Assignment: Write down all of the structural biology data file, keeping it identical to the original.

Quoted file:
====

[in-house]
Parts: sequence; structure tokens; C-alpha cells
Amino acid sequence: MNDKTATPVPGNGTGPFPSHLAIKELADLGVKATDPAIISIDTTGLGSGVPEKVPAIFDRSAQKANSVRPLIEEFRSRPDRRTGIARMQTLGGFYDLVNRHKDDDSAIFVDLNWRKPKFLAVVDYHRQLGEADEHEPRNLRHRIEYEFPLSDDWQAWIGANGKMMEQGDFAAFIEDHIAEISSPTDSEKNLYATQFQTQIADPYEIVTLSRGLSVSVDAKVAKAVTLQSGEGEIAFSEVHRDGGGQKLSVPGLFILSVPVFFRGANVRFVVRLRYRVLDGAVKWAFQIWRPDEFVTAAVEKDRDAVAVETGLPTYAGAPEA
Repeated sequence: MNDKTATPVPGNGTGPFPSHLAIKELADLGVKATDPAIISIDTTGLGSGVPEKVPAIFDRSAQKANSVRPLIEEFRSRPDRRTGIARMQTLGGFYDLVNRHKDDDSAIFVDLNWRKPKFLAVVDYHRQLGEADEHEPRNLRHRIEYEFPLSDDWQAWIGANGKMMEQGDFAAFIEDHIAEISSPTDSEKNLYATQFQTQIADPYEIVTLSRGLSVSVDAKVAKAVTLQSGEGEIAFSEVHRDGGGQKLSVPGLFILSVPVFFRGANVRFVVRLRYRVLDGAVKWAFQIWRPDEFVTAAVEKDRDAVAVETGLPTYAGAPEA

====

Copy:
[in-house]
Parts: sequence; structure tokens; C-alpha cells
Amino acid sequence: MNDKTATPVPGNGTGPFPSHLAIKELADLGVKATDPAIISIDTTGLGSGVPEKVPAIFDRSAQKANSVRPLIEEFRSRPDRRTGIARMQTLGGFYDLVNRHKDDDSAIFVDLNWRKPKFLAVVDYHRQLGEADEHEPRNLRHRIEYEFPLSDDWQAWIGANGKMMEQGDFAAFIEDHIAEISSPTDSEKNLYATQFQTQIADPYEIVTLSRGLSVSVDAKVAKAVTLQSGEGEIAFSEVHRDGGGQKLSVPGLFILSVPVFFRGANVRFVVRLRYRVLDGAVKWAFQIWRPDEFVTAAVEKDRDAVAVETGLPTYAGAPEA
Repeated sequence: MNDKTATPVPGNGTGPFPSHLAIKELADLGVKATDPAIISIDTTGLGSGVPEKVPAIFDRSAQKANSVRPLIEEFRSRPDRRTGIARMQTLGGFYDLVNRHKDDDSAIFVDLNWRKPKFLAVVDYHRQLGEADEHEPRNLRHRIEYEFPLSDDWQAWIGANGKMMEQGDFAAFIEDHIAEISSPTDSEKNLYATQFQTQIADPYEIVTLSRGLSVSVDAKVAKAVTLQSGEGEIAFSEVHRDGGGQKLSVPGLFILSVPVFFRGANVRFVVRLRYRVLDGAVKWAFQIWRPDEFVTAAVEKDRDAVAVETGLPTYAGAPEA